He came from an old landed Hiberno-Norman family in County Cork in southern Ireland. Like many Irish Catholic gentlemen of his generation, particularly younger sons, he left Ireland to pursue a military career in Catholic Europe. He served for almost thirty years in the Irish regiment of the Spanish Army of Flanders against the forces of the United Provinces of the Netherlands.
He returned to Ireland in 1640, hoping to recruit men for the Spanish Army. However his enterprise was interrupted by the outbreak of the Irish Rebellion of 1641 - an uprising of Irish Catholics against English Protestant rule. Barry sided with his fellow Catholics, organised in the Confederate Catholic Association of Ireland, who made him general of their forces in Munster. Barry took Limerick for the Confederates through skillful use of the siege techniques he had learnt in Flanders - in particular under-mining of the walls of the castle there (see Siege of Limerick 1642). However, Barry failed to take Cork and was driven off in disorder at the battle of Liscarroll when his forces advanced on the city. Discredited, Barry took little further part in the war and died in Limerick in 1647.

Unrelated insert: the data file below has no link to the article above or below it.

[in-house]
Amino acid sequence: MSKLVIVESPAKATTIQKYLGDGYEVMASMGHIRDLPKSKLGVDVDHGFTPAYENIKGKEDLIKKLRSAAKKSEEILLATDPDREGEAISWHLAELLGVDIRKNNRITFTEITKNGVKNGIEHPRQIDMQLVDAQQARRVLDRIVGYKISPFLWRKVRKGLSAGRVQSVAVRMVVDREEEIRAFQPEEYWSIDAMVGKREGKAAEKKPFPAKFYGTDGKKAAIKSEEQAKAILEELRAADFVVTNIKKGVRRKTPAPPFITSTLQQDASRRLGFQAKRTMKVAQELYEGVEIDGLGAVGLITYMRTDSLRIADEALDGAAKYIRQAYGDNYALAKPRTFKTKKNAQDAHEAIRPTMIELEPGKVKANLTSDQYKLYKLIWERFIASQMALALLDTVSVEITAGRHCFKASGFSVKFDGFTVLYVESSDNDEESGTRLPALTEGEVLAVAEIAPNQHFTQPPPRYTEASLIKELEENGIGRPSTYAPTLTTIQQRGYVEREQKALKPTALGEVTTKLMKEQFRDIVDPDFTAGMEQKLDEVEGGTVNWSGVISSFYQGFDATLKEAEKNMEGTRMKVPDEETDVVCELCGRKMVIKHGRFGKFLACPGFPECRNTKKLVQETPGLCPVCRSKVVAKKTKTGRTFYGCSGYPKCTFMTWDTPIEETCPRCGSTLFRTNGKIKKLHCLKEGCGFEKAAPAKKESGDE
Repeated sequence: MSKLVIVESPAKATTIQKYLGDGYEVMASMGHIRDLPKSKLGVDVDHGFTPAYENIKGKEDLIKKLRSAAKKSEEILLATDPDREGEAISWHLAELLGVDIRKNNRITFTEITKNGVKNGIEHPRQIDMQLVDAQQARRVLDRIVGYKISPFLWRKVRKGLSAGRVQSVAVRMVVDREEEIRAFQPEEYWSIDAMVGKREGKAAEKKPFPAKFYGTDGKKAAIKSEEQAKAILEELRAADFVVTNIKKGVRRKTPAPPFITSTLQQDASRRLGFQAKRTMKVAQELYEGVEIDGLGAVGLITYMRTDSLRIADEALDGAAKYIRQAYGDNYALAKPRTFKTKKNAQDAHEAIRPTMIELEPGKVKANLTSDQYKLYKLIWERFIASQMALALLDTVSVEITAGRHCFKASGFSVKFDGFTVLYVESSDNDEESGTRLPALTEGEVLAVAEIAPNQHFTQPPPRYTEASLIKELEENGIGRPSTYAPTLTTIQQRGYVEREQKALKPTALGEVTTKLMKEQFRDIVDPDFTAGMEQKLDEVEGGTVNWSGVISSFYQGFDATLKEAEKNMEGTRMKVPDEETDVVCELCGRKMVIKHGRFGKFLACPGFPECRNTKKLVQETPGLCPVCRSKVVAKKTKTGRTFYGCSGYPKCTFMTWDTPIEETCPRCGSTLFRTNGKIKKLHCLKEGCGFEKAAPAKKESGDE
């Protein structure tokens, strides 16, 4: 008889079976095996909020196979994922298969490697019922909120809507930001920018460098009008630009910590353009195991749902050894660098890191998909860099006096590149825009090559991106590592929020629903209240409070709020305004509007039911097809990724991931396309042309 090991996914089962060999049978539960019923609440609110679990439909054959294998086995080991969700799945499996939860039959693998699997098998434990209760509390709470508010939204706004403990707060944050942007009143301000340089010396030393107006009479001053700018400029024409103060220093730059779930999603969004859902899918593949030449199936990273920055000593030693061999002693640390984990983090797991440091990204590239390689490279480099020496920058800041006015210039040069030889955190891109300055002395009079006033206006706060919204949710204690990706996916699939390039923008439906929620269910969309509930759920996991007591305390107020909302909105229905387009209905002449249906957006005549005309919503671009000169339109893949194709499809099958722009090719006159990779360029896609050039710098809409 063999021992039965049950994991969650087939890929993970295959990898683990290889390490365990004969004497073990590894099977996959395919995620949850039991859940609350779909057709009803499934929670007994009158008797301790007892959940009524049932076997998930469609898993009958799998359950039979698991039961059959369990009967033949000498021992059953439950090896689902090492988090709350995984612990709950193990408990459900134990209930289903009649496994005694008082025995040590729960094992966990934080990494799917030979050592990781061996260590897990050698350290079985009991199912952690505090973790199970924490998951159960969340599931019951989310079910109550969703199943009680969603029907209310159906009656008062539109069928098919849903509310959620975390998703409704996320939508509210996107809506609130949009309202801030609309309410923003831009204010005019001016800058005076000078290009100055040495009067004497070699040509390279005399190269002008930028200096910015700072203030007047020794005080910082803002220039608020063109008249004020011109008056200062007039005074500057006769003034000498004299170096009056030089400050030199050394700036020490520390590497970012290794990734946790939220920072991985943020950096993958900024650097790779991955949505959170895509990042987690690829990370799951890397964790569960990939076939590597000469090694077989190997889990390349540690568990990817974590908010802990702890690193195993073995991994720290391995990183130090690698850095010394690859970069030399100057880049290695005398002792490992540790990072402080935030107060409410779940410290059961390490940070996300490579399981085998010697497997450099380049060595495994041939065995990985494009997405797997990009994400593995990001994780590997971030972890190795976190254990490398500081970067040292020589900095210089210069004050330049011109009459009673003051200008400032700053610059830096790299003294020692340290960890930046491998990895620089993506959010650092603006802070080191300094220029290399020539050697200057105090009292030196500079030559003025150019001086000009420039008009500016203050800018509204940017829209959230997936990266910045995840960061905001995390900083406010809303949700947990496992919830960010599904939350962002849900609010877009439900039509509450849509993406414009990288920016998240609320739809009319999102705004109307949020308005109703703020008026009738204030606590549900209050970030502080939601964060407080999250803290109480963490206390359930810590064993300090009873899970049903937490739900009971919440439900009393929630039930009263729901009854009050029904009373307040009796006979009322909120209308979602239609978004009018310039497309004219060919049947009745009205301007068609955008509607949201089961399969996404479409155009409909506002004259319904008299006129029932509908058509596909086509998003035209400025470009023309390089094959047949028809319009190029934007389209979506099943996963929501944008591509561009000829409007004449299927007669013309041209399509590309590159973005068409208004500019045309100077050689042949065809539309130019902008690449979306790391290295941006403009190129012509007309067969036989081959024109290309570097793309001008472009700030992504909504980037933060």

Barry was also a prolific author on military matters, writing several handbooks on how to train and discipline troop and how to handle them in battle.